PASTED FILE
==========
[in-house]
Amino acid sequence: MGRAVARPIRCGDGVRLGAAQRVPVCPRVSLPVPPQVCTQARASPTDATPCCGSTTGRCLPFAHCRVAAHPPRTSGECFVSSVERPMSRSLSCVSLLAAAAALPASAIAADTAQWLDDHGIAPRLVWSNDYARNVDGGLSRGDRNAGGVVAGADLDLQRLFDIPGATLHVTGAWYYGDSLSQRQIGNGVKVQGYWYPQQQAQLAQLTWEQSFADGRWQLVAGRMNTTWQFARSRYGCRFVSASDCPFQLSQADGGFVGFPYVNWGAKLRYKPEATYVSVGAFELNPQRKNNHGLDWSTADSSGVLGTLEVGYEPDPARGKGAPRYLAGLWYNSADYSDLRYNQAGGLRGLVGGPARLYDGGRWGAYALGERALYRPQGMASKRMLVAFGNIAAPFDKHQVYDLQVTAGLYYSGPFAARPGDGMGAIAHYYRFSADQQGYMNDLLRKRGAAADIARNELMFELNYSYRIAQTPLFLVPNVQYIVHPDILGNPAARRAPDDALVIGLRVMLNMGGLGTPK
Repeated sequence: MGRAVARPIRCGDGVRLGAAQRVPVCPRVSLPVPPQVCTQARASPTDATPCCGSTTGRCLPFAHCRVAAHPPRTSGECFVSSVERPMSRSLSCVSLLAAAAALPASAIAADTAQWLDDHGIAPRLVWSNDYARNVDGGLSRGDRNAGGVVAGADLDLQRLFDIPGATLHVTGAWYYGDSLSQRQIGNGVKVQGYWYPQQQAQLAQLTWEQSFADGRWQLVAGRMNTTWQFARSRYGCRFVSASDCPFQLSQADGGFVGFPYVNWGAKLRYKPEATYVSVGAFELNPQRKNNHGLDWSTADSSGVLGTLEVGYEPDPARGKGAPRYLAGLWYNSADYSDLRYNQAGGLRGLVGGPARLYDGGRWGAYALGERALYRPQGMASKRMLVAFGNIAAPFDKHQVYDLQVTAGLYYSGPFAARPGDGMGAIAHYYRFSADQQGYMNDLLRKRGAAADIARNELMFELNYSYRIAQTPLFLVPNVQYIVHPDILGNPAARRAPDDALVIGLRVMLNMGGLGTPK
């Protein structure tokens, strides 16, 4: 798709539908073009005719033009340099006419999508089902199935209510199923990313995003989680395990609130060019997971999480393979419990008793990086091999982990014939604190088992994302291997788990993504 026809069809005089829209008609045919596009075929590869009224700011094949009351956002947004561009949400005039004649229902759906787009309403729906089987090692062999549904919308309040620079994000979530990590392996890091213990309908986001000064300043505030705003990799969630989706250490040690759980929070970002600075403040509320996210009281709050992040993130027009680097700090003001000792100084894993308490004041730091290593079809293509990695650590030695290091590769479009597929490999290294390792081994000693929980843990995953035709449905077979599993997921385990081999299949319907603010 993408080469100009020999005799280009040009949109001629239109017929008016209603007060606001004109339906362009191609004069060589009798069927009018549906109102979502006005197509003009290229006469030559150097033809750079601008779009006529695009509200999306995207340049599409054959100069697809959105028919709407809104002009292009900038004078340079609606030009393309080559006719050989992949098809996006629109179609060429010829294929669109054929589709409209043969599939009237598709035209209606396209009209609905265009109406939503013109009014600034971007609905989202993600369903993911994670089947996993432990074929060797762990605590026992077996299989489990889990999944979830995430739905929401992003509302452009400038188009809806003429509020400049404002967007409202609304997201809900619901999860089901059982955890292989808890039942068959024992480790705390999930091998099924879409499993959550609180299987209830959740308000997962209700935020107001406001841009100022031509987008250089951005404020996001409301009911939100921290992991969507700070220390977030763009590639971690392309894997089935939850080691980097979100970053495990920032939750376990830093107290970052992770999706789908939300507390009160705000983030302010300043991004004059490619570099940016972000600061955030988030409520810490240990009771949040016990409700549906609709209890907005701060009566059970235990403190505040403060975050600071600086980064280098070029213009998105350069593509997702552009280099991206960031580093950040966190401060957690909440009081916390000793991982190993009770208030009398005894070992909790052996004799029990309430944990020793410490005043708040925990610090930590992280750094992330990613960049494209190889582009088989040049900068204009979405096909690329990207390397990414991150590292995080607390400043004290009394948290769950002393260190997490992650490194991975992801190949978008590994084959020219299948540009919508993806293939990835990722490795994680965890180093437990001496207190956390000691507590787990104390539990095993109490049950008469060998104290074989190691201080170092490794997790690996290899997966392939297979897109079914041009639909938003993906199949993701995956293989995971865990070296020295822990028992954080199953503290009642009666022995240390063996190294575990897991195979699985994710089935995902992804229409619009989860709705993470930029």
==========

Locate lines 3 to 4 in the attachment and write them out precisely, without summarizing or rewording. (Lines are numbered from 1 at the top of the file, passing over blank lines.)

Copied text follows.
Repeated sequence: MGRAVARPIRCGDGVRLGAAQRVPVCPRVSLPVPPQVCTQARASPTDATPCCGSTTGRCLPFAHCRVAAHPPRTSGECFVSSVERPMSRSLSCVSLLAAAAALPASAIAADTAQWLDDHGIAPRLVWSNDYARNVDGGLSRGDRNAGGVVAGADLDLQRLFDIPGATLHVTGAWYYGDSLSQRQIGNGVKVQGYWYPQQQAQLAQLTWEQSFADGRWQLVAGRMNTTWQFARSRYGCRFVSASDCPFQLSQADGGFVGFPYVNWGAKLRYKPEATYVSVGAFELNPQRKNNHGLDWSTADSSGVLGTLEVGYEPDPARGKGAPRYLAGLWYNSADYSDLRYNQAGGLRGLVGGPARLYDGGRWGAYALGERALYRPQGMASKRMLVAFGNIAAPFDKHQVYDLQVTAGLYYSGPFAARPGDGMGAIAHYYRFSADQQGYMNDLLRKRGAAADIARNELMFELNYSYRIAQTPLFLVPNVQYIVHPDILGNPAARRAPDDALVIGLRVMLNMGGLGTPK
């Protein structure tokens, strides 16, 4: 798709539908073009005719033009340099006419999508089902199935209510199923990313995003989680395990609130060019997971999480393979419990008793990086091999982990014939604190088992994302291997788990993504 026809069809005089829209008609045919596009075929590869009224700011094949009351956002947004561009949400005039004649229902759906787009309403729906089987090692062999549904919308309040620079994000979530990590392996890091213990309908986001000064300043505030705003990799969630989706250490040690759980929070970002600075403040509320996210009281709050992040993130027009680097700090003001000792100084894993308490004041730091290593079809293509990695650590030695290091590769479009597929490999290294390792081994000693929980843990995953035709449905077979599993997921385990081999299949319907603010 993408080469100009020999005799280009040009949109001629239109017929008016209603007060606001004109339906362009191609004069060589009798069927009018549906109102979502006005197509003009290229006469030559150097033809750079601008779009006529695009509200999306995207340049599409054959100069697809959105028919709407809104002009292009900038004078340079609606030009393309080559006719050989992949098809996006629109179609060429010829294929669109054929589709409209043969599939009237598709035209209606396209009209609905265009109406939503013109009014600034971007609905989202993600369903993911994670089947996993432990074929060797762990605590026992077996299989489990889990999944979830995430739905929401992003509302452009400038188009809806003429509020400049404002967007409202609304997201809900619901999860089901059982955890292989808890039942068959024992480790705390999930091998099924879409499993959550609180299987209830959740308000997962209700935020107001406001841009100022031509987008250089951005404020996001409301009911939100921290992991969507700070220390977030763009590639971690392309894997089935939850080691980097979100970053495990920032939750376990830093107290970052992770999706789908939300507390009160705000983030302010300043991004004059490619570099940016972000600061955030988030409520810490240990009771949040016990409700549906609709209890907005701060009566059970235990403190505040403060975050600071600086980064280098070029213009998105350069593509997702552009280099991206960031580093950040966190401060957690909440009081916390000793991982190993009770208030009398005894070992909790052996004799029990309430944990020793410490005043708040925990610090930590992280750094992330990613960049494209190889582009088989040049900068204009979405096909690329990207390397990414991150590292995080607390400043004290009394948290769950002393260190997490992650490194991975992801190949978008590994084959020219299948540009919508993806293939990835990722490795994680965890180093437990001496207190956390000691507590787990104390539990095993109490049950008469060998104290074989190691201080170092490794997790690996290899997966392939297979897109079914041009639909938003993906199949993701995956293989995971865990070296020295822990028992954080199953503290009642009666022995240390063996190294575990897991195979699985994710089935995902992804229409619009989860709705993470930029």